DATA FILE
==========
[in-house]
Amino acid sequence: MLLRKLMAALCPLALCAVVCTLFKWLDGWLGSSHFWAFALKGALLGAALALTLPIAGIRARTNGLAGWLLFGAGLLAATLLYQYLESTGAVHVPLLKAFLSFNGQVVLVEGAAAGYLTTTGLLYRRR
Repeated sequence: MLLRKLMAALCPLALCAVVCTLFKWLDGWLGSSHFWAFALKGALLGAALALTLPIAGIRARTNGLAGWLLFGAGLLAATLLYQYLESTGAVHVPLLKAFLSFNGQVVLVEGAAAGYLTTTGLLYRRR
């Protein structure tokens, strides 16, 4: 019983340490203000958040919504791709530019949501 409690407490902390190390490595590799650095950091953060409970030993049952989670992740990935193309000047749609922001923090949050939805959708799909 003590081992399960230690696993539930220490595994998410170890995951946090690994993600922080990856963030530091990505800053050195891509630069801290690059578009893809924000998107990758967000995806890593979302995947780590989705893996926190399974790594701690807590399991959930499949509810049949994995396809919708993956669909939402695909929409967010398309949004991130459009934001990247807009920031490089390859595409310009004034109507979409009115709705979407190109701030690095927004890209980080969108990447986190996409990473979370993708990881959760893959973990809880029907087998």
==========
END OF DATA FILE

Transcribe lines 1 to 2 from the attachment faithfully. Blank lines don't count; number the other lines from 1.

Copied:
[in-house]
Amino acid sequence: MLLRKLMAALCPLALCAVVCTLFKWLDGWLGSSHFWAFALKGALLGAALALTLPIAGIRARTNGLAGWLLFGAGLLAATLLYQYLESTGAVHVPLLKAFLSFNGQVVLVEGAAAGYLTTTGLLYRRR